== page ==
And all of that pre-planning comes to fruition tomorrow night, when Colleen’s band Unusual Suspects will be playing at the St. John’s Club, on the lake in Burlington, 7 pm, with the $10 cover charge to benefit Baruth 2010. And these folks rock, from what we understand. If you’re free, we’d love to see you, and talk about the sprint to August 24th.

Oh, and apparently the band covers Train’s “Hey Soul Sister.” So the event’s got that going for it too, which is nice.

July 7th, 2010

A Parade Virgin No More: VDB Takes The State Senate Campaign To The Best Fourth of July Parade Of All Time; Generous Richmond Residents Do Town Proud; But Harsh Realities of Weather And Want Threaten Absolute Patriotic Harmony

by Philip Baruth

So yes, this State Senate campaign has been underway for a good fourteen months thus far, which has made our campaign folk true battle-hardened veterans when it comes to kick-offs and teach-ins and tweet-ups. But the fact is that until this past Fourth of July, we were Parade Virgins. And we had chosen maybe the County’s most demanding and celebrated route: the Richmond Fourth of July Parade.

Anyone with experience on the Trail could have sensed the possibility of danger. But we were just apple-cheeked kids who’d never yet Walked the Route with the professionals. And it was a hard lesson we would learn that day.

Reaffirming and sustaining, but a hard lesson still and all.

We formed up around 10 am, dodging the ATV’s and the horse carts and clowns, and it was a stalwart group: Allen, Jay, Dana, Mary Lou, Mikki, Kathy, Matt, and young Noah. Wonderful people, who would march with you into the jaws of Heck. We laughed and joked innocently, unaware of what was to come. We kidded around with other candidates, and all seemed right with the world.

Except that it was very sunny, and about 900 degrees. But still, a gorgeous beginning.

And then it was time to head out, which we did, in pretty stylish formation. Heads held high, ready to gladhand every man, woman and child in Richmond.

But almost immediately, we noticed something: young Noah began giving candy to every child he passed, every single child, although we’d tried to impress upon him that we had only three baskets of candy for the entire route. But he was listening to some inner voice of fairness, a voice that told him each child must have candy. In hindsight, we should have seen what would come of this, but again, at this point we were blissfully ignorant.

So blissfully ignorant, that when I went over to encourage Noah to save some of the candy, to hold some of it back for the future, pretty much the reverse happened: I could see how deeply happy the candy was making all the kids on the route, and how happy it was making Noah to give it away to every hand outstretched.

So I started doing it too. And it was a revelation: never had more fun than wading into the crowd and delivering sweets to people with huge smiles on their faces. But it was a rush that needed candy to fuel it, and of course, the candy was quickly dwindling. Very quickly.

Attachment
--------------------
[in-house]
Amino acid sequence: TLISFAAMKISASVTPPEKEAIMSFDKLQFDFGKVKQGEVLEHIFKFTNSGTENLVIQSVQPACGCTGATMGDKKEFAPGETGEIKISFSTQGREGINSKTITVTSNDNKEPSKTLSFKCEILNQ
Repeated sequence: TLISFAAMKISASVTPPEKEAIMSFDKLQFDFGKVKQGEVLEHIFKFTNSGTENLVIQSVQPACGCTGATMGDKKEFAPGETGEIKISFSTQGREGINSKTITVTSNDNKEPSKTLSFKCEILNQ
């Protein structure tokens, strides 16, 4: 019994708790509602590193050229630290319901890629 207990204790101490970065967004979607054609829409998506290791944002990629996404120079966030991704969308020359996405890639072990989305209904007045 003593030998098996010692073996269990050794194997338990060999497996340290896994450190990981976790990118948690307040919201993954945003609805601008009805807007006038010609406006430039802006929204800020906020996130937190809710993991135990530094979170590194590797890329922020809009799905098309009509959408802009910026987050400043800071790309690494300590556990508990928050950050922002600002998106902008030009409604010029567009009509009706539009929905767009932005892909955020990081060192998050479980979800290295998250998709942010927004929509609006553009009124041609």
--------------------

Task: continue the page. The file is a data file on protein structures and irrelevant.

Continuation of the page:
But by this time I was too euphoric to care: drunk on the beauty of the place and the generosity of the people, drunk on the actuality of America.

All too quickly though, reality set in. The candy was nearly gone, and we rounded the corner onto Bridge Street to find the bulk of the crowd, a crowd that was perfectly willing to embrace any act or float or candidate. Provided they threw candy. Noah put his basket on his head. Suddenly, for a moment, it was every man/woman for him/her self.

Dana ran into the convenience store on the corner and came back with two bags of hard candy, a valiant effort, but in another hundred yards we’d thrown all of that, and waving and handshakes only go so far for the kids in the audience. Not to mention the thirty-somethings who were doing The Wave on a hillside, pretty elaborately, and who wanted something in return from the parade.

Up we went, over the new bridge, and on toward one of Richmond’s claims to fame: the Round Church, one of the prettiest sights in all of New England. But beauty doesn’t make you cooler, really, and by now we were broiling like lobsters. Lobsters without candy.

Which is when, out of nowhere, we were rescued by the Welch contingent. The Congressman and his people have been down this parade route many times, and they’d packed accordingly: out came their emergency stores of candy from bags and belly-packs, and so we just closed ranks with them for the final quarter mile of the route.

Did people on the last quarter mile of the route mistakenly believe that our campaign was throwing candy when in fact we weren’t? They may well have done so.

We hadn’t thought far enough ahead, true, but we were right behind a campaign that had, and some days that’s good enough. Double thanks to the Welch crew.

And then the Parade was over, and everyone dispersed into the big field beside the river, and ate hot dogs and drank Fanta and talked about the race for Governor. Just the way you always thought a parade should end, back when you were a kid, and you used to stand on top of a high hill overlooking the route and yell as hard as you could, and hope the beauty queen riding in the candy-apple-red convertible would somehow, against all odds, reach you with a miniature pack of Milk Duds.

Thanks again, Richmond. And many thanks, as always, to Kathy FitzGerald for the beautiful photos of the day.